Why self-help books don't help

Have you ever read a self-help book, thought it was enlightening, and then a year later realised you still have the original problem? Have you, perhaps, experienced this more than once? Did you read it all the way through, but had trouble sticking to the exercises? Do you now have problems recalling the exercises a book recommends? If so, this post may be for you!

We reach for self-help books when we feel bad. Something hurts, and we don't know how to fix it; we don't know something, so we look for a book about it. (Of course, a specialist would be preferable, but these days specialists are too expensive – regardless whether the leaky plumbing you need help with is a problem in your flat, your body, or your mind).

You know you're reading a self-help book because it has a mandatory section: "don't just read this book, do the exercises!" and isn't that weird? Exercise books and how-to manuals never need to say this. In fact, I think this sentence is a fig leaf that reveals the true nature of self-help books: they are for reading, not for doing.

Self-help books "help" by making us feel better as we read. They are like throat lozenges: they don't fix the illness, but they temporarily numb the pain. With time, the problem may fix itself, but if not... we eat another lozenge, or read another self-help book.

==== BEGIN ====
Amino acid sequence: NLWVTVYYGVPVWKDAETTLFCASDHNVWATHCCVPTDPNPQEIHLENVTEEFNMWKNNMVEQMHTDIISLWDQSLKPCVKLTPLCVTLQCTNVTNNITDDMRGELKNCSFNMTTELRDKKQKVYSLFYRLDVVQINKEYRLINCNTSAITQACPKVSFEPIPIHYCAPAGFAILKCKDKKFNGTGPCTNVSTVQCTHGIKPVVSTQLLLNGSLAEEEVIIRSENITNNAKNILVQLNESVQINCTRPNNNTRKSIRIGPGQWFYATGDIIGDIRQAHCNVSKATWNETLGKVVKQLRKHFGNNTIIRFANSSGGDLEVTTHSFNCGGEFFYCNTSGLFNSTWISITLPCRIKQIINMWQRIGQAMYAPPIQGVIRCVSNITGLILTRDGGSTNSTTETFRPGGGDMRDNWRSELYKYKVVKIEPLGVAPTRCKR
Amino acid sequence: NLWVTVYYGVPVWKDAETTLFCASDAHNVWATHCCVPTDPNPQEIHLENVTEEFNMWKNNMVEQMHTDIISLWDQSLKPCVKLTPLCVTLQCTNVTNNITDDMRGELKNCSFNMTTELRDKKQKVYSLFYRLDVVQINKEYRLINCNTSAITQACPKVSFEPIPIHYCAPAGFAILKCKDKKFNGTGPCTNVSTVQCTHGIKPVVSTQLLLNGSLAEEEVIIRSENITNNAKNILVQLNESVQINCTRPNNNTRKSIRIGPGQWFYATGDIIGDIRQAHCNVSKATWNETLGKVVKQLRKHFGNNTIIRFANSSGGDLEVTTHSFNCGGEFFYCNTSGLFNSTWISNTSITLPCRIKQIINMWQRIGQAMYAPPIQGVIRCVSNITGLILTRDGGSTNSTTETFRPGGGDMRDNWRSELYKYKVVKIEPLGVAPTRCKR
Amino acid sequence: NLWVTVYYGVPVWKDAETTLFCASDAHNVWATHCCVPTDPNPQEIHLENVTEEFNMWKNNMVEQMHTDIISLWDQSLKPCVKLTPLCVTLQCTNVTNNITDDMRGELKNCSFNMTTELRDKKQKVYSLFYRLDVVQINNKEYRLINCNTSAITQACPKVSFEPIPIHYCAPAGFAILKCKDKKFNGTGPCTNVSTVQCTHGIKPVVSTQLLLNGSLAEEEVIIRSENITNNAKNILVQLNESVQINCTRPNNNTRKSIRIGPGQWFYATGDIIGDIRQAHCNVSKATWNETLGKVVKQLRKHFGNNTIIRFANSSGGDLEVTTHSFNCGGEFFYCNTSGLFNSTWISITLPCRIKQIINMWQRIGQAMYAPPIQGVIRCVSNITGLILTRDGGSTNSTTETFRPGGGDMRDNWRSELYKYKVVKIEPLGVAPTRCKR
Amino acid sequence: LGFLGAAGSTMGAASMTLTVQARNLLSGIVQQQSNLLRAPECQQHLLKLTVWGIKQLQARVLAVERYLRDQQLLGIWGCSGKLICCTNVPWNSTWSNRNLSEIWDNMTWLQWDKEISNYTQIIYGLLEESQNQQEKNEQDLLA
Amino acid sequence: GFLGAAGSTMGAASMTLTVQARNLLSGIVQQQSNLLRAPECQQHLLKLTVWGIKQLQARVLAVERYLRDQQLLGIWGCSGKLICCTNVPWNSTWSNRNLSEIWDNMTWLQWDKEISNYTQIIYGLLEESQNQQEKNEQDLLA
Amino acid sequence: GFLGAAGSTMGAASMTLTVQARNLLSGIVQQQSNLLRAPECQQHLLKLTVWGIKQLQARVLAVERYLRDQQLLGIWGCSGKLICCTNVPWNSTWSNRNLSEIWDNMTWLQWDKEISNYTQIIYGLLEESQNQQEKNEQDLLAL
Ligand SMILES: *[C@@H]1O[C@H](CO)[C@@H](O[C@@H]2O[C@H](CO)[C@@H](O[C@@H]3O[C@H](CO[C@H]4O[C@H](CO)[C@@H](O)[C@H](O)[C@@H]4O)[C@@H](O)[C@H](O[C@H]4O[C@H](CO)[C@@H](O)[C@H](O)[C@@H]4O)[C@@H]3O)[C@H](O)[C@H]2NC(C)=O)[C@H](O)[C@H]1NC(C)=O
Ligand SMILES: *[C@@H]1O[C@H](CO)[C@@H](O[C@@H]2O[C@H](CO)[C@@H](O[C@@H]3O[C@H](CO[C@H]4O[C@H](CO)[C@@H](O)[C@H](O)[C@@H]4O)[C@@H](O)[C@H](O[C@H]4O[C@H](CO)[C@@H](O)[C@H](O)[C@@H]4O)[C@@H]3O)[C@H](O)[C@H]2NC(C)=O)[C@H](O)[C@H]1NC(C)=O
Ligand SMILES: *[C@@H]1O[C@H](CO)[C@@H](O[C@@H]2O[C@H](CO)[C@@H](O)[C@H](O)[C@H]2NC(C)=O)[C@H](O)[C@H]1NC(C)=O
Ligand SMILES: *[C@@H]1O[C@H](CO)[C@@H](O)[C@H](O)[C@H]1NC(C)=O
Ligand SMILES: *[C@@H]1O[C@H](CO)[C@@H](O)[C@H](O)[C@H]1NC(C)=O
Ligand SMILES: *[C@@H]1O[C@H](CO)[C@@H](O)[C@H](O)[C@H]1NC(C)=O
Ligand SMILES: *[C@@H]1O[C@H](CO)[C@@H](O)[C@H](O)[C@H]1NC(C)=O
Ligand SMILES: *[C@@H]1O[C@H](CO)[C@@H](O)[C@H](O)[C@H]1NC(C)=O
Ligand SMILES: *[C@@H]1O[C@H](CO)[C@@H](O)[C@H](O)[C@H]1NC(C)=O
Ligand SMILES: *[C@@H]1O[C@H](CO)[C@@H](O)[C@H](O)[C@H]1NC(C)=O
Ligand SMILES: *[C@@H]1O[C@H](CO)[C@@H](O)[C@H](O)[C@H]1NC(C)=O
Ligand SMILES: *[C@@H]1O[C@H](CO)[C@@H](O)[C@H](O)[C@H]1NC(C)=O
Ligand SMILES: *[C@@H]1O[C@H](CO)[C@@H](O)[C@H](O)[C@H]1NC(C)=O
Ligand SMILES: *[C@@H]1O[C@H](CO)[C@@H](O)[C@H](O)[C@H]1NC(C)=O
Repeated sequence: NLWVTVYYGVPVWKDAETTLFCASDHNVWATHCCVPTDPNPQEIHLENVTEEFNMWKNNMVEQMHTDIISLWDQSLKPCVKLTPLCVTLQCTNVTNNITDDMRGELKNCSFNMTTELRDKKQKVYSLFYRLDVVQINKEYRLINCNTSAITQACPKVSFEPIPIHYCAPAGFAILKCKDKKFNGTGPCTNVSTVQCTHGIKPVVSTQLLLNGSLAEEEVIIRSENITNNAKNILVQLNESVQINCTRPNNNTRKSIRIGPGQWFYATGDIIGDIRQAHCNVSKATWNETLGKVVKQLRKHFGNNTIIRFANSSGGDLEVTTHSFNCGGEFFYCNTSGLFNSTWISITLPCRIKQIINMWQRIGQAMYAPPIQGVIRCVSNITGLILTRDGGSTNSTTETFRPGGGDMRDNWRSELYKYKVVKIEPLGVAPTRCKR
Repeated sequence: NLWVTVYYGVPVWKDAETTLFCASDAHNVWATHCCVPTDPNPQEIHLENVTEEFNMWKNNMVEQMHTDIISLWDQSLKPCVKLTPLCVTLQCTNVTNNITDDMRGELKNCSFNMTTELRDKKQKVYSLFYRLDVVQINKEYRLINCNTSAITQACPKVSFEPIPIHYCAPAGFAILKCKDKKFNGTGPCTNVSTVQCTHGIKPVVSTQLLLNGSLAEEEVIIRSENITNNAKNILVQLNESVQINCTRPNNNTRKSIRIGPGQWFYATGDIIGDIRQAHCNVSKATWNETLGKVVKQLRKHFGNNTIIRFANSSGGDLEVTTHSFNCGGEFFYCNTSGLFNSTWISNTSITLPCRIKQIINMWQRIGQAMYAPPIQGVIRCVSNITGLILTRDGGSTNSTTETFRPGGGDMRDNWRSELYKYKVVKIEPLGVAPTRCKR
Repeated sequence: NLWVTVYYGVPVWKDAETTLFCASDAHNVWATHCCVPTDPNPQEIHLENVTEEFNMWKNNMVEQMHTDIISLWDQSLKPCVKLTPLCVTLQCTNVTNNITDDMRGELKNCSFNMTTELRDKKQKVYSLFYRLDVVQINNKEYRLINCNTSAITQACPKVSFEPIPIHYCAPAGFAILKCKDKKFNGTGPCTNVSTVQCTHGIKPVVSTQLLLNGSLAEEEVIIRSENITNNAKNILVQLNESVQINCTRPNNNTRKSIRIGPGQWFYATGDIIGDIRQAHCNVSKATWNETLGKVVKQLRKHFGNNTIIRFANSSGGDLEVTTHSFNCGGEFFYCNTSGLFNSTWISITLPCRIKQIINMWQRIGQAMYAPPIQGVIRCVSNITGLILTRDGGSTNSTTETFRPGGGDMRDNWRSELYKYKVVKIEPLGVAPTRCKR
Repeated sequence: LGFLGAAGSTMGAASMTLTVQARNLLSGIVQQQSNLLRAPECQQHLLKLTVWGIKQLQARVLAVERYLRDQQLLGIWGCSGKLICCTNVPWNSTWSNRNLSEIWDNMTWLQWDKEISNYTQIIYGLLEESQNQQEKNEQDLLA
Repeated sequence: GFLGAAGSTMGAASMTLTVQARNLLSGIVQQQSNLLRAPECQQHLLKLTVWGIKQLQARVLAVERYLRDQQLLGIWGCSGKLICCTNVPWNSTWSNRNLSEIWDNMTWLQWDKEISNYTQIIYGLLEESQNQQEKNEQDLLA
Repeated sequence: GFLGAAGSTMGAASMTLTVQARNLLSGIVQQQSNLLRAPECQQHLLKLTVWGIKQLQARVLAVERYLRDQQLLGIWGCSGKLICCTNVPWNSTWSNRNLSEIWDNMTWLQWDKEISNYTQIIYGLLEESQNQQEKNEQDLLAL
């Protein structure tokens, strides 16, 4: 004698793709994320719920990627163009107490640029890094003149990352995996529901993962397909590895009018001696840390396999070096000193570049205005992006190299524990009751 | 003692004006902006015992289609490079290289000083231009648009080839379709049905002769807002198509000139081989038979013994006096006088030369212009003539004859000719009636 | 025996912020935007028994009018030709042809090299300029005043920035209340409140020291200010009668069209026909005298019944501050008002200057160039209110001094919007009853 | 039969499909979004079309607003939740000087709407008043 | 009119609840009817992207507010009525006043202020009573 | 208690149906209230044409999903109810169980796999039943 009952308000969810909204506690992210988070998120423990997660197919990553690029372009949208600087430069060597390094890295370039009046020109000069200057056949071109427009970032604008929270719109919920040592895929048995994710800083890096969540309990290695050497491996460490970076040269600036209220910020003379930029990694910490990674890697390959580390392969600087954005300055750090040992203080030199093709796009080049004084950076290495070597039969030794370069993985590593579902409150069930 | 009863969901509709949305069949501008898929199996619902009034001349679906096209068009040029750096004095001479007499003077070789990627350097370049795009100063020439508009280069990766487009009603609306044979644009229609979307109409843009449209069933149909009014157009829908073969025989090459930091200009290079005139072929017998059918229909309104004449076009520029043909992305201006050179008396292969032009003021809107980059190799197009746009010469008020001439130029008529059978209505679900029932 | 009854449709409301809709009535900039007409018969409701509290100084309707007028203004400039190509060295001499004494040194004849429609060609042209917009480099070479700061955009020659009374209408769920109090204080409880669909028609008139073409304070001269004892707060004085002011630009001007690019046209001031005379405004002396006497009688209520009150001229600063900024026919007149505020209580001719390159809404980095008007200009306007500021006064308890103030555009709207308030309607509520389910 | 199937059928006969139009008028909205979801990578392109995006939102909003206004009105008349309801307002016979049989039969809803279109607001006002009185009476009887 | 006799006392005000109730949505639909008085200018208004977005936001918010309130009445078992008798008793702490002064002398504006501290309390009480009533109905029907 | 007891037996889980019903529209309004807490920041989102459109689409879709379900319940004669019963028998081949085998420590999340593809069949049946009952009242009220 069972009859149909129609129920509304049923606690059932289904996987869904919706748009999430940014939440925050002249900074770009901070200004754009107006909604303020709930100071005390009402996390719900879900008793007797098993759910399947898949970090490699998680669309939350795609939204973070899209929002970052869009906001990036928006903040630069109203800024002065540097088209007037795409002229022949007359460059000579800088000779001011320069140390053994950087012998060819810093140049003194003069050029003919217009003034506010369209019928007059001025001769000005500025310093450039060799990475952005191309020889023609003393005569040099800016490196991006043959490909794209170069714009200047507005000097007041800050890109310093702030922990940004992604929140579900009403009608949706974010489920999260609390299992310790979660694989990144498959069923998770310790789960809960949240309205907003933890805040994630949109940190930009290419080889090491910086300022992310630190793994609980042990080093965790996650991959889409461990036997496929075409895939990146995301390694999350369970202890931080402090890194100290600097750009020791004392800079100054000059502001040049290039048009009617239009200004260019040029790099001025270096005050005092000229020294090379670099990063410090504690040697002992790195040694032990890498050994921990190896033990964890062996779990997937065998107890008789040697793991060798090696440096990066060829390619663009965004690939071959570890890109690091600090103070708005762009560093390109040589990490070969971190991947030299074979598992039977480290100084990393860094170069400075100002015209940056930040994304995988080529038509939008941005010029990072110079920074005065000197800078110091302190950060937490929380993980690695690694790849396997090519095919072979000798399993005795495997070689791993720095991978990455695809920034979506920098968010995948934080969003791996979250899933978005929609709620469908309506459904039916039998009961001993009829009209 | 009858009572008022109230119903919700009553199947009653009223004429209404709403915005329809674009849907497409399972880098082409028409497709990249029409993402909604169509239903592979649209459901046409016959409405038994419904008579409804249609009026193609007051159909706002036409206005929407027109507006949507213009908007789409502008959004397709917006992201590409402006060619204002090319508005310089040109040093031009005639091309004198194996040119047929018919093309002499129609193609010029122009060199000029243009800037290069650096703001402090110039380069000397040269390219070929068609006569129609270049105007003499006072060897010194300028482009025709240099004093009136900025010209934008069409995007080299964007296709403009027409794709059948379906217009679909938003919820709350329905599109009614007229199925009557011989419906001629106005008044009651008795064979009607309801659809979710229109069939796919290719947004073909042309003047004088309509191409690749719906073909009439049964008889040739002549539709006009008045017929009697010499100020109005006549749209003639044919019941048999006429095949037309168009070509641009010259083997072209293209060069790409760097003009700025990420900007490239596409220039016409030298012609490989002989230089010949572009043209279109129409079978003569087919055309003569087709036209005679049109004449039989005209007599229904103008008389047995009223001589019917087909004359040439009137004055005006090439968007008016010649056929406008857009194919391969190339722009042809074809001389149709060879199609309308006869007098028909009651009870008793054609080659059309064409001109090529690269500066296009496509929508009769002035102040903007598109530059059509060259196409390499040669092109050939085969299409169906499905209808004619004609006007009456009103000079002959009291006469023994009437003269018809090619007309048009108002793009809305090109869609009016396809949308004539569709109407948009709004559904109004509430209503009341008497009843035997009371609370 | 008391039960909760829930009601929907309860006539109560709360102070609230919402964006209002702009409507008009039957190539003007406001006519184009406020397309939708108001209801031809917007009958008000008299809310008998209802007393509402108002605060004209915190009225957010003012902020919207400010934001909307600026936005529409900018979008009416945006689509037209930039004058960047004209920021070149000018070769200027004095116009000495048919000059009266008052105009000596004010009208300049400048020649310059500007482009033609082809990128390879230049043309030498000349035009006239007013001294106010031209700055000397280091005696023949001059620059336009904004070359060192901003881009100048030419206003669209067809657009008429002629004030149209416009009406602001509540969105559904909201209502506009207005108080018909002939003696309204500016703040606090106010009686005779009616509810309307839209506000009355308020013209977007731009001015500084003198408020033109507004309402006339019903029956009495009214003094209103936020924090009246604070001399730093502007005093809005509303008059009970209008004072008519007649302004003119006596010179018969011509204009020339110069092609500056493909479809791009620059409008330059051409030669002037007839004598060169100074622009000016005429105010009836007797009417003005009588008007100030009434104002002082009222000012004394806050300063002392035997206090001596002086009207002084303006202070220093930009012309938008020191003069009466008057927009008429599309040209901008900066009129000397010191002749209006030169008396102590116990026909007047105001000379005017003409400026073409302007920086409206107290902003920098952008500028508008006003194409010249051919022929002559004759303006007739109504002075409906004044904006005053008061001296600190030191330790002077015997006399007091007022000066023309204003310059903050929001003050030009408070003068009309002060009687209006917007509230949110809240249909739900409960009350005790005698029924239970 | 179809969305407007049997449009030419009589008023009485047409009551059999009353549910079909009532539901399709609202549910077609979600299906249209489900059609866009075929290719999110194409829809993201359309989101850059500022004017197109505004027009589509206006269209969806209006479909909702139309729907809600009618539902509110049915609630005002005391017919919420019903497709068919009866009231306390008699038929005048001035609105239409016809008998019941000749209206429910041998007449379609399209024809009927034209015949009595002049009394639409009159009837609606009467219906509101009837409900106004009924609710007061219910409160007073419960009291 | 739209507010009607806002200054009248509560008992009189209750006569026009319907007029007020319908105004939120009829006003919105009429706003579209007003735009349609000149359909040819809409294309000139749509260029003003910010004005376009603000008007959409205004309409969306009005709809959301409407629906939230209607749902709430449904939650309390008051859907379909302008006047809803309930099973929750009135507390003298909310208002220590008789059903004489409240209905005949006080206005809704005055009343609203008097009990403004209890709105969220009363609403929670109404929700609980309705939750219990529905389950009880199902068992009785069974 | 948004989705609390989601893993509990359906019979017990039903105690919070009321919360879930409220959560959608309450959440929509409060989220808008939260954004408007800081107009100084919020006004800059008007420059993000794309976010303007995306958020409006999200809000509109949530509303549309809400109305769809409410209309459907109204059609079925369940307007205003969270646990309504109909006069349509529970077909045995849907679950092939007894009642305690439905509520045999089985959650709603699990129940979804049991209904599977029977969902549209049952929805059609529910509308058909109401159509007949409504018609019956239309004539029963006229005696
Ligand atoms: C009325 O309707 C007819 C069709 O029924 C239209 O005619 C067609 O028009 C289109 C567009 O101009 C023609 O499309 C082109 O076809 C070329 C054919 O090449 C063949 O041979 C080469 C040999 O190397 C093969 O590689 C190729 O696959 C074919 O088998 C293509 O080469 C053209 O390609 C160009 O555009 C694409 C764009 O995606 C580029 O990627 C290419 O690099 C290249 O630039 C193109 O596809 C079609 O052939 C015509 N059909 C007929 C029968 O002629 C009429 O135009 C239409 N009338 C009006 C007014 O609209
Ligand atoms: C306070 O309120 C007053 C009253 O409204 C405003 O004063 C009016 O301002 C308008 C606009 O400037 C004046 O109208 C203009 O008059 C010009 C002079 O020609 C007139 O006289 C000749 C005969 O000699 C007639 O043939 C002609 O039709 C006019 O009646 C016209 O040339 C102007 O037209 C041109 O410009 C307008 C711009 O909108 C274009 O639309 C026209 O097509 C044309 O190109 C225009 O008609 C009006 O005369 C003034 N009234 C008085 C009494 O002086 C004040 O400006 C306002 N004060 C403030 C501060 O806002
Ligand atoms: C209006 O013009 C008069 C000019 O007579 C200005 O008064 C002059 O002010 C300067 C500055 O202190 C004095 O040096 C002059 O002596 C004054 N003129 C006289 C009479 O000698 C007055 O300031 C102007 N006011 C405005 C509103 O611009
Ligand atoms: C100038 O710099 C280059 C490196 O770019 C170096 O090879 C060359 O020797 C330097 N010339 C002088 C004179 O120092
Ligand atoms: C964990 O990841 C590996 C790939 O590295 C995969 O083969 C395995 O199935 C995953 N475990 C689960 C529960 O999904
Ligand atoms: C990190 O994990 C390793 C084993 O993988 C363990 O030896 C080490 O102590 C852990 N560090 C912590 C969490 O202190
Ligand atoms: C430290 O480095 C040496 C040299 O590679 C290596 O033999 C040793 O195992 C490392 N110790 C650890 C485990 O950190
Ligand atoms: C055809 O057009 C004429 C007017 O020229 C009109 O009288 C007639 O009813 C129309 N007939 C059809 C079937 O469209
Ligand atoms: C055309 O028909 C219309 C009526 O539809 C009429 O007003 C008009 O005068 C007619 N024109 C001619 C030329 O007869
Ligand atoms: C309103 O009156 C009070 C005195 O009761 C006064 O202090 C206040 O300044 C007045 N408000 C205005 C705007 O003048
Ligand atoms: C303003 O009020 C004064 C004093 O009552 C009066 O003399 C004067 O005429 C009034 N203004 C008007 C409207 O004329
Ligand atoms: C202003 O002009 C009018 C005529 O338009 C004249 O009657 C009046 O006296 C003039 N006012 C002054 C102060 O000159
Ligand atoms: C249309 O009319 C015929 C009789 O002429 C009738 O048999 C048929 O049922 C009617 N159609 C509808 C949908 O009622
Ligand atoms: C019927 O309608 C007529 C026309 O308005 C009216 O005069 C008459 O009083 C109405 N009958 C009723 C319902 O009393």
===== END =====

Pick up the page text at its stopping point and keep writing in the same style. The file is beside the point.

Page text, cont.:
You can tell self-help books are meant to be read and not worked with because most of their content is not actionable. They contain long, convoluted explanations of how it is that you and people like you came to have a problem, followed by many stories of how people with this problem were able to solve it by following the author's patented method. First they remind you that you have a problem and raise the tension, have you nodding with recognition. Then they release the tension usingi a story of a miraculous cure. You feel relieved. You have the answer to "why" you suffer. The book has served its purpose.

Now, there are also anti-self-help books: the ones that brand themselves as "telling it like it is" or "telling the hard truth", the ones that sound like bootcamp instructors. Are those any better? Hardly. They simply cater to a different taste preference. Some people like sweet food and others like spicy; similarly, some of us want to be soothed and others – reprimanded. Self-help moves us to a preferred emotional state.

However, emotions are volatile, and generally incited by persistent life problems. While the book might have soothed you (or put some steel in your spine), you will eventually encounter the problem again and feel bad again. That's why self-help books don't help.

Categories: self-help · mental health